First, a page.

Newspaper Page Text
vi? J5X J. A. .orjJUJD.1
COLUMBIA, S. p., THURSDAY MORNING, IEPTEMBE% 21, ?8G5.
.YOL. I-NO. *?*. y
PUBLISHED DAILY AND TRI-WEEKLY,
BY JULIAN A. SELBY.
TERMS-IN AD VAITCR
Dailv Paper, six mouths.?5 00
Tri-Weekly, " " .3 50
Inserted at 75 cents per square for the first
insertion, and 50 cents for each subsequent.
Weekly 75 cents each insertion.
AS** Special notices 10 cents a line.
Thomas P. Slider. Charleston.
H. L. Darr, Sumter.
8. P. Kinard, Newberry.
Samuel Drouthitt, Greenville C. H.
Wm. Moore, Abbeville C. H.
.Tubus Poppe, Anderson C. H.
Southern and Western Railroad*.
The following table of the running
of Southern and Western Railroads
will be of interest to travelers. It
was prepared by Edward H. Hall,
Esq., for the Savannah Republican: j
OBOBOIA RAILROADS (GOING WEST.) !
CENTRAI, (GA.) RAILROAD.-Savan?
nah to Macon, 79 miles to Millen;
Augusta branch, Millen to Augusta,
53 miles to Augusta; Millen and
Eaton ton branch, Gordon to Millen
and Eatonton, 58 miles to Eatonton.
Trains through from Savannah to
Augusta-track between Millen and
Gordon being laid rapidly-will be
finished by June 1st.
GEORGIA RAILROAD.-Augusta to
Atlanta, 171 miles to Atlanta; ono
passenger train daily. Athens, Wash?
ington and Warrenton branches.
Washington branch, daily trains-no
reports from other branch roads.
MACON AND WESTERN.-Macon to
Atlanta, 103 miles to Atlanta. Trains
daily-road and stock in good order.
SOUTH WESTERN AN? MUSCOGBE.
Macon to Columbus, 99 miles to Co?
lumbus. Albany branch, Fort Valley
to Albany, 76 miles to Albany. Eu
faula and Franklin, Smithville to
Eufaula, &e., - to Eufeula. Daily
trains between Macon and Columbus !
ATLANTA AND WEST POINT.-Atlan?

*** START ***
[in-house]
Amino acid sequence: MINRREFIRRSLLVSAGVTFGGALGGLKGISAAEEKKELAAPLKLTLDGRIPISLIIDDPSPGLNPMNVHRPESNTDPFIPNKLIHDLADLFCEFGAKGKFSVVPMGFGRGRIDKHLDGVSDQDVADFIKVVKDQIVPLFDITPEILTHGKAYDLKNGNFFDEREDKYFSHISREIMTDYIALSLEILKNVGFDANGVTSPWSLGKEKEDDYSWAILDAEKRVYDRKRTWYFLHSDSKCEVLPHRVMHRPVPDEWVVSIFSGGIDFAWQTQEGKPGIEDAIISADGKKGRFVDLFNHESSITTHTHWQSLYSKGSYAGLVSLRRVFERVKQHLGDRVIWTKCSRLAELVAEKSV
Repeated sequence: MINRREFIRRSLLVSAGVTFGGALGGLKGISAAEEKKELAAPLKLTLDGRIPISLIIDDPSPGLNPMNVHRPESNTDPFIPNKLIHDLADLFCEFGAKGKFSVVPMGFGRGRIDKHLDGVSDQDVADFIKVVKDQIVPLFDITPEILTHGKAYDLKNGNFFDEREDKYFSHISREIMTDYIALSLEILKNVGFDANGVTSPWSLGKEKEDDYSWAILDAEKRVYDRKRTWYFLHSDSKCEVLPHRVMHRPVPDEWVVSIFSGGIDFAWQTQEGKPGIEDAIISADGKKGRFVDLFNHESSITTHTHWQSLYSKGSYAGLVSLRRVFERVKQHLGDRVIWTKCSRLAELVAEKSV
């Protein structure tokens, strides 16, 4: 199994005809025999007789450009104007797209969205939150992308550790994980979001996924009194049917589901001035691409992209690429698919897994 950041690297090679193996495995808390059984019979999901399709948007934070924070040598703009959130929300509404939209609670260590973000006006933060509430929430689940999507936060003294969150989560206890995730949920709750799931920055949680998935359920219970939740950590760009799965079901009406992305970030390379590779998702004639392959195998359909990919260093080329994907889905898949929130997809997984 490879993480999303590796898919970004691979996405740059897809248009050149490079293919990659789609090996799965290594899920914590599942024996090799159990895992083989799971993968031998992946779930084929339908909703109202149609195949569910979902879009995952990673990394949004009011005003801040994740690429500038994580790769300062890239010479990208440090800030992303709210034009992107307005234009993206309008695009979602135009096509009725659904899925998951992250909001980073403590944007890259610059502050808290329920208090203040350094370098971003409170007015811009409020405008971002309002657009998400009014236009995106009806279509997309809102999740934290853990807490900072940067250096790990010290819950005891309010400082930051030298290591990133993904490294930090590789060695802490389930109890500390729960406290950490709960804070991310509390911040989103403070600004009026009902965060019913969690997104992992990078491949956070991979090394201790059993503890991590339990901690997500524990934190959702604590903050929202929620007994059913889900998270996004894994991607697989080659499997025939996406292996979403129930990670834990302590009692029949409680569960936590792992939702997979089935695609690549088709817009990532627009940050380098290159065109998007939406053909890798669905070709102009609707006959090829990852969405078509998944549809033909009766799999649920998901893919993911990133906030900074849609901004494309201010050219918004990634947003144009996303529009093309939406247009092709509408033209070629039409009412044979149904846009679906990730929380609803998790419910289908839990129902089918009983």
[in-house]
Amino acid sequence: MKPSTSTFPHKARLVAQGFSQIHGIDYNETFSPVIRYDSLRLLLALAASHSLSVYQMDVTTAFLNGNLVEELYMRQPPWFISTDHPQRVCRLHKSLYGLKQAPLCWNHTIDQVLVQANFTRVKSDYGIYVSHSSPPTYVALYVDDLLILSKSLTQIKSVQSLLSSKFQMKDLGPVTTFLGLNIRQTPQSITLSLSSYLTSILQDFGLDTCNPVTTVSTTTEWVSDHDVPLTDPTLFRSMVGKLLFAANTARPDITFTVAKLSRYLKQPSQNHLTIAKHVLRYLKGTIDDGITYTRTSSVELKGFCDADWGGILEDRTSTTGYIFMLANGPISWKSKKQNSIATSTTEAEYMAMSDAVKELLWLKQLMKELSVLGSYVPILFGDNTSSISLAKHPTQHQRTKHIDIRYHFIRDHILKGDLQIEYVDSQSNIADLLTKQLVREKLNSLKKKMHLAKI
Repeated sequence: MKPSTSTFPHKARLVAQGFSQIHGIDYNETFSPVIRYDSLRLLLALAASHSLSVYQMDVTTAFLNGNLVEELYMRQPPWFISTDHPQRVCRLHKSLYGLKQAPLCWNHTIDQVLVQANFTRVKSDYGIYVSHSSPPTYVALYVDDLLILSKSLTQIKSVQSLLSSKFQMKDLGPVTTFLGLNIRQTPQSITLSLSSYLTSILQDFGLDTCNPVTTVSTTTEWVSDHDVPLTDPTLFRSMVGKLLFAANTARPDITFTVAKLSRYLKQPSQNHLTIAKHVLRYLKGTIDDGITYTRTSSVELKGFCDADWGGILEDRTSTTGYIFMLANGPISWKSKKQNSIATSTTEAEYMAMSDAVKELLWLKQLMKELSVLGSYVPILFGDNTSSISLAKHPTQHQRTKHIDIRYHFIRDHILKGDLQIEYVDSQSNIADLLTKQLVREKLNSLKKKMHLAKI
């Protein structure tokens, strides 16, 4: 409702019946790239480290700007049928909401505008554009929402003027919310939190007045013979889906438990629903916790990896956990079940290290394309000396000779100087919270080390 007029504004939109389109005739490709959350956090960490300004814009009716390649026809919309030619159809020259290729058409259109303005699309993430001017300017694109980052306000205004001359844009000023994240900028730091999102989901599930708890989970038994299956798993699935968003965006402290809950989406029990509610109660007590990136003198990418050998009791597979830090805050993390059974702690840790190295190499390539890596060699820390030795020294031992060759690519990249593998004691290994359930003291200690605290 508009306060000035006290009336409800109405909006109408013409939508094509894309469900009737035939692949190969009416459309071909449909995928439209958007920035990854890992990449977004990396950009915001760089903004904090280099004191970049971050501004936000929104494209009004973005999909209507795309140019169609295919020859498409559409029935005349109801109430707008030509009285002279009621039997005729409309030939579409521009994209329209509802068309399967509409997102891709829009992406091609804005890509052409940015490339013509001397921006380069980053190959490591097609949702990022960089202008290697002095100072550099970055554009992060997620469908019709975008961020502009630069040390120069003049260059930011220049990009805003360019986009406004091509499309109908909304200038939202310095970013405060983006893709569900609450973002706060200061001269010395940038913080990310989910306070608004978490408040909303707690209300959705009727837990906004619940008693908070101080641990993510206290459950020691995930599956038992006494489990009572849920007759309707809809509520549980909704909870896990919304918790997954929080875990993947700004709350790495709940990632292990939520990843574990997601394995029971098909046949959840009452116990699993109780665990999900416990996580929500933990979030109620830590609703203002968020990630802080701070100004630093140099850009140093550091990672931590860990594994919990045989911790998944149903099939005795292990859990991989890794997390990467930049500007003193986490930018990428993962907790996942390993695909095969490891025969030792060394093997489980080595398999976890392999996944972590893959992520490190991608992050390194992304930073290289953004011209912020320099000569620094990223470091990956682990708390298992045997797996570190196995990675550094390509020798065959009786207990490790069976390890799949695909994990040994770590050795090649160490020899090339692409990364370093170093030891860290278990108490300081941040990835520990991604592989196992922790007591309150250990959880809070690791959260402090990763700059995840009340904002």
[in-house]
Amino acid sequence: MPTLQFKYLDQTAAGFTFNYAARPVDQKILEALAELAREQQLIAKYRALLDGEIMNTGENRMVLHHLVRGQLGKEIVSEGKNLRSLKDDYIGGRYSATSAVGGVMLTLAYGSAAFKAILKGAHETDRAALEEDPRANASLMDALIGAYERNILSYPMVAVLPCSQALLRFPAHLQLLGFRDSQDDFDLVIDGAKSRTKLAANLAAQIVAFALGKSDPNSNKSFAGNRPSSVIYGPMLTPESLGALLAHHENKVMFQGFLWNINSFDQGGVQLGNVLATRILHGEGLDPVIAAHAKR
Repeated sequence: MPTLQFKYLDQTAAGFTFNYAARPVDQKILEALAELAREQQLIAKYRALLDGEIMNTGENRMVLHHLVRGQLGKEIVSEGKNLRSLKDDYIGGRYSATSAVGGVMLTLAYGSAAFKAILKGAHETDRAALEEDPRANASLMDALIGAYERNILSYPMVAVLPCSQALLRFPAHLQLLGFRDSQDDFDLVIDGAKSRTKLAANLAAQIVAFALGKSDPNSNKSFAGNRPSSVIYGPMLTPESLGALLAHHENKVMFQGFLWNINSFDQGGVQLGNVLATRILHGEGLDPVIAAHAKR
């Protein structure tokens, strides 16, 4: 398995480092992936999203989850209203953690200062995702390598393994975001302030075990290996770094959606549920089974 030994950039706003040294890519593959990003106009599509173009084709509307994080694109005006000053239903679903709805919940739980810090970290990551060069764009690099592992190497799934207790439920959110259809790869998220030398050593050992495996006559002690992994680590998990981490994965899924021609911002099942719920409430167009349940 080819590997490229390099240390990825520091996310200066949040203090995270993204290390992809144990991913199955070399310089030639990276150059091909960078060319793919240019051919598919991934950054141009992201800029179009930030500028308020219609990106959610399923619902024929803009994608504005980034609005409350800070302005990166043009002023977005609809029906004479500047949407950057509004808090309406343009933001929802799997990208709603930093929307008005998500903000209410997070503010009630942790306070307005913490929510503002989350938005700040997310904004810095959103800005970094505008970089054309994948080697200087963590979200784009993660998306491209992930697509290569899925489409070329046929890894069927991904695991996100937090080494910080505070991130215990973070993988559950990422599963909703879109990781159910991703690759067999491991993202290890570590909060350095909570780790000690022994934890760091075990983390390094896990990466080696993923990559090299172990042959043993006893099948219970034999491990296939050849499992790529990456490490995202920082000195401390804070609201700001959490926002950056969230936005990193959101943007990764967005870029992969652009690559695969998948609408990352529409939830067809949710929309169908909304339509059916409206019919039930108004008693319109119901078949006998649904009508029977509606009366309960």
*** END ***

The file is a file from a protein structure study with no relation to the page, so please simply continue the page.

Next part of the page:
ta to West Point, 87 miles to West
Point, daily trains.
MONTO OMER Y AND WEST POINT.
Went. "Point to Montgomery, 88 n>iles
MONTGOMERY AND OPELIKA BRANCH.
Opelika to Columbus, 28 miles to
Bridge over Chattahoochee, not re?
built, connect between Girard, Ala?
bama, and Colunibu? by hack 2 miles.
WESTERN AND \.VLANTA.-Atlanta
to Chattanooga, s< e Tennessee Rail?
MOBILE AND OHIO.-Mobilo to Co?
lumbus, Ky., 472 miles to Columbus,
daily to Columbus, boat to Cairo, 111.
MOBILE TO GREAT NOBTHEBN.-Mo?
bile to Pollard, - to PoHard. Boat
to Tensas, thence by rail.
ALABAMA AND FLORIDA.-Pollard to
Montgomeiy, - to Montgomery,
daily to Montgomery.
MOBILE AND GIRARD.--Girard to
Union Spring, - to Union Spring,
NT B. No road open between Mont?
gomery and Selma. Twice weekly
packet down the Alabama River to
Selma, Mobile and intermediate land?
NEW ORLEANS, JACKSON AND GREAT
NORTHERN.-New Orleans to Canton,
2?G miles to Canton; daily trains
both ways, connecting with M. and O.
Railroad at Jackson to Columbus and
MISSISSIPPI CENTRAL.-Canto .. to
Jackson, 23b miles to Jackson; daily
trains both ways, connecting with M.
and O. Railroad at Jackson to Colum?
bus and Cairo.
to Meridan, 140 miles to Meridian;
daily trains connecting at Jackson
and Meridian with trains South and'
LOUISVILLE AND NASHVILLE.-Nash?
ville to Louisville, 185 miles to Louis?
ville; two daily trains through.
NASHVILLE AND CHATTANOOGA.
Nashville to Chattanooga, 151 miles
to Chattanooga; Shelbyville branch,
McMinnville branch, Fayetteville
branch ; daily trains without change.
NASHVILLE AND NORTH-WESTERN.
Nashville to Johnsonville, 78 miles to
Johnsonville; daily; connecting with
boats on Tennessee River.
NASHVILLE AND DECATUR.-Nash?
ville to Decatur; 119 miles to Deca?
tur; daily; connections to Memphis
NASHVILLE AND KENTUCKY.-Nash?
ville to Springfield, 29 miles to
MEMPHIS AND CHARLESTON.-Mem?
phis to Stevenson, 272 miles to Ste?
venson; ferry at Decatur; connects
at Stevensou to Chattanooga and the